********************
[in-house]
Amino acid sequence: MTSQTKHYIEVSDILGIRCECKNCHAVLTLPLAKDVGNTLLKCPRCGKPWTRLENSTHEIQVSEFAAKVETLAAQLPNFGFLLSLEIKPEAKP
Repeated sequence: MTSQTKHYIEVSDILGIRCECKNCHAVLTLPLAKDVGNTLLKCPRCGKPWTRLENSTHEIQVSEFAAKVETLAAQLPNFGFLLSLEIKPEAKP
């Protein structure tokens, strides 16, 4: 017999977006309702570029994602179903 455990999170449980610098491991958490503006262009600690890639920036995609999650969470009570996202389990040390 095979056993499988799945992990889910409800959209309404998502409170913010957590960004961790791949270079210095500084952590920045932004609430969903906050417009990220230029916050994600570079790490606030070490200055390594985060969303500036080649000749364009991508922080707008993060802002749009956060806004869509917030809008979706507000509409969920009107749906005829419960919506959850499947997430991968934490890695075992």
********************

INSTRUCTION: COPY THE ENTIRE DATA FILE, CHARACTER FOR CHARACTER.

[in-house]
Amino acid sequence: MTSQTKHYIEVSDILGIRCECKNCHAVLTLPLAKDVGNTLLKCPRCGKPWTRLENSTHEIQVSEFAAKVETLAAQLPNFGFLLSLEIKPEAKP
Repeated sequence: MTSQTKHYIEVSDILGIRCECKNCHAVLTLPLAKDVGNTLLKCPRCGKPWTRLENSTHEIQVSEFAAKVETLAAQLPNFGFLLSLEIKPEAKP
């Protein structure tokens, strides 16, 4: 017999977006309702570029994602179903 455990999170449980610098491991958490503006262009600690890639920036995609999650969470009570996202389990040390 095979056993499988799945992990889910409800959209309404998502409170913010957590960004961790791949270079210095500084952590920045932004609430969903906050417009990220230029916050994600570079790490606030070490200055390594985060969303500036080649000749364009991508922080707008993060802002749009956060806004869509917030809008979706507000509409969920009107749906005829419960919506959850499947997430991968934490890695075992």